Saturday, October 18, 2014
I am S. Shiva, Parrot Astrologer
Parrot astrology is a tradition that originated in India. In the world of parrot astrology, the parrot (usually an Indian Ringneck Parrot) picks your fortune card and the fortune teller takes the role of an interpreter and conveys the message of the card. The first parrot astrologers originated from the South Indian states of Kerala and Tamil Nadu. Typical tools of trade include a set of 27 fortune cards based on the Indian cosmic system, images of Hindu gods, charts, a notebook, a simple cage crafted out of bamboo or wood, and most importantly, a parrot.
Upon receiving a customer’s name and birth date, the fortune teller taps on the cage signaling the parrot to walk out of the cage along the stack of 27 fortune cards, almost as if it is deliberating on which one to pick. It will then pull out a card with its beak, seemingly at random. Finally it would retreat into the cage. The fortune teller would then reveal the card and interpret the message for the customer, sometimes while referring to his or her notebook.
This profession is explicitly banned in India, along with the ownership of any wild parrot or other animal. Wildlife groups within India such as the Fauna Police are working to put an end to this traditional practice. The parrots involved in this practice are confined in overly small cages, mistreated, mutilated, and malnourished. Yet the practice survives. This article, in its entirety, was published in The Hindu, October 15, 2014:
I learnt parrot astrology from my father. It is our family profession and I have been doing it for the past 14 years. I belong to Tirunelveli but I keep travelling to various town and cities. After Diwali, I plan to leave Madurai and go to Pollachi. Parrot astrology is famous in Tamil Nadu and parts of Andhra Pradesh. Most astrologers come from Kambalathu Naicker community and we worship goddess Jakkamma. The method of astrology is more like tarot reading or soothsaying. We keep a set of 27 cards symbolising as many stars in the cosmic system. And these cards contain pictures of various Hindu Gods and Goddesses. Depending upon the card my parrot picks, I predict the fortune for the customer. Nowadays, people also have images of Mother Mary or Jesus.I have an eight-year-old male parrot and I call him ‘snake babu’. I had a female named Meenakshi which I gave away to a friend. Parrots are trained by elders and the experienced astrologers to pick cards. ‘Snake Babu’ was trained by my father. He had bought him for Rs.500 from Meenakshi temple. I feed my parrot grains like rice and wheat. Parrots that are bought from temples are considered auspicious for the profession. Though female parrots are traditionally used in astrology, male parrots are also used these days. For one reading, I charge Rs.20.* In a day, I get around 20 customers. Once I get married, I may take up some other business as part-time to support my family. My elder brother works in a textile shop in Tirunelveli. Since, it is compulsory for one member of the family to pursue kili josyam, I took it up. However, I like the job.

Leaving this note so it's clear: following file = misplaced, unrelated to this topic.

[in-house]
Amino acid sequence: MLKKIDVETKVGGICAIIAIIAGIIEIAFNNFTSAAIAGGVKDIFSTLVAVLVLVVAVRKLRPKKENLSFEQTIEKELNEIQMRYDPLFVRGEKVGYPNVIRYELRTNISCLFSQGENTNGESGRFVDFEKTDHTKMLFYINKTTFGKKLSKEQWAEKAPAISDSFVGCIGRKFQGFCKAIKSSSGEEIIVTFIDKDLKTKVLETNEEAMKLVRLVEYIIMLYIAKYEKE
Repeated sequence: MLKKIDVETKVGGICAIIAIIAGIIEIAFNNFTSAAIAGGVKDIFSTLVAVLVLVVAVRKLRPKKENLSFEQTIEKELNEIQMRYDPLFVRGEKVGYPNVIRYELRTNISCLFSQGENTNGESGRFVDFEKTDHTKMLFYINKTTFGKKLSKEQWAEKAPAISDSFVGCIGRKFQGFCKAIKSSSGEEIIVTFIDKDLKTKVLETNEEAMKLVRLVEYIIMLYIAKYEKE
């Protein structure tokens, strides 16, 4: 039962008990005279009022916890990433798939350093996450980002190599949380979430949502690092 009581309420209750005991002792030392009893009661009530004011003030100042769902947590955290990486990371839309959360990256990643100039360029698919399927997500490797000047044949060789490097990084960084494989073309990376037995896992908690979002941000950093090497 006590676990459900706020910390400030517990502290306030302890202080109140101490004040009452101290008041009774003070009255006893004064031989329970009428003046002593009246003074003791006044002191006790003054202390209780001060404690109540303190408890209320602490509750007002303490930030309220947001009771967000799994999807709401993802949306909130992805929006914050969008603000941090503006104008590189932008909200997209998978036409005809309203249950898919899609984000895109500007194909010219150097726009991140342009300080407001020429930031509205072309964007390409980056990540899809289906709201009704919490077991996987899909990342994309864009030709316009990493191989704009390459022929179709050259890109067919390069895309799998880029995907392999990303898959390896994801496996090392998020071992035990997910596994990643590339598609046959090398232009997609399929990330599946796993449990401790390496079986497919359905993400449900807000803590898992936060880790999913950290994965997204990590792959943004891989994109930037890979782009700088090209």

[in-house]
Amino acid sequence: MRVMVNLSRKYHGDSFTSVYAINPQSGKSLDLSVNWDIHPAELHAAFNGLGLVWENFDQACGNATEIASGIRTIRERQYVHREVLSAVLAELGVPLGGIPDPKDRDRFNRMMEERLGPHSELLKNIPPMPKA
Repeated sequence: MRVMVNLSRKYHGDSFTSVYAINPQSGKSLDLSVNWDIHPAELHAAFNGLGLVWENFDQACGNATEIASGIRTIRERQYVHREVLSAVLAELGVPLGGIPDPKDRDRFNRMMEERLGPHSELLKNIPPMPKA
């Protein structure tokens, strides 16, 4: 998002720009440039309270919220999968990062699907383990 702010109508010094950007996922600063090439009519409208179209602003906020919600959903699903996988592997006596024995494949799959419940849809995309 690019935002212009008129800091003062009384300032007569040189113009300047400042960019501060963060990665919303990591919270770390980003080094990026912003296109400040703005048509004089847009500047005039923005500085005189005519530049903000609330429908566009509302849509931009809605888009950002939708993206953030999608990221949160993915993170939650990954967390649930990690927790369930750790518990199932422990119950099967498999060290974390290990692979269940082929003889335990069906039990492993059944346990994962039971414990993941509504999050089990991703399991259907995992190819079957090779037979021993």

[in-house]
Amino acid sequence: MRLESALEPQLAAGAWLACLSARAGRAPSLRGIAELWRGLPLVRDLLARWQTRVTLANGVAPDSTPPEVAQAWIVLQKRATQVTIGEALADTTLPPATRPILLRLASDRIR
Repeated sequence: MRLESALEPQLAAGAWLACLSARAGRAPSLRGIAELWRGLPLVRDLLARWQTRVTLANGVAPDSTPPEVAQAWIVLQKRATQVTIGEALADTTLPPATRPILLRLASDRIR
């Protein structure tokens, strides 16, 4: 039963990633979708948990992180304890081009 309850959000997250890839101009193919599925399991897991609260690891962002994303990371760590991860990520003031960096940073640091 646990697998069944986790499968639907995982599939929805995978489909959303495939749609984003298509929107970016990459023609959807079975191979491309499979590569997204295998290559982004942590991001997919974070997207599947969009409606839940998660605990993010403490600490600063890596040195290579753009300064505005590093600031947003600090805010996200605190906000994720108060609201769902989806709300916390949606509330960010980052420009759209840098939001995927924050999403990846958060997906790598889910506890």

*At today's exchange rate, 20 rupees translates to 33 cents (US). So a day's wages equals $6.60.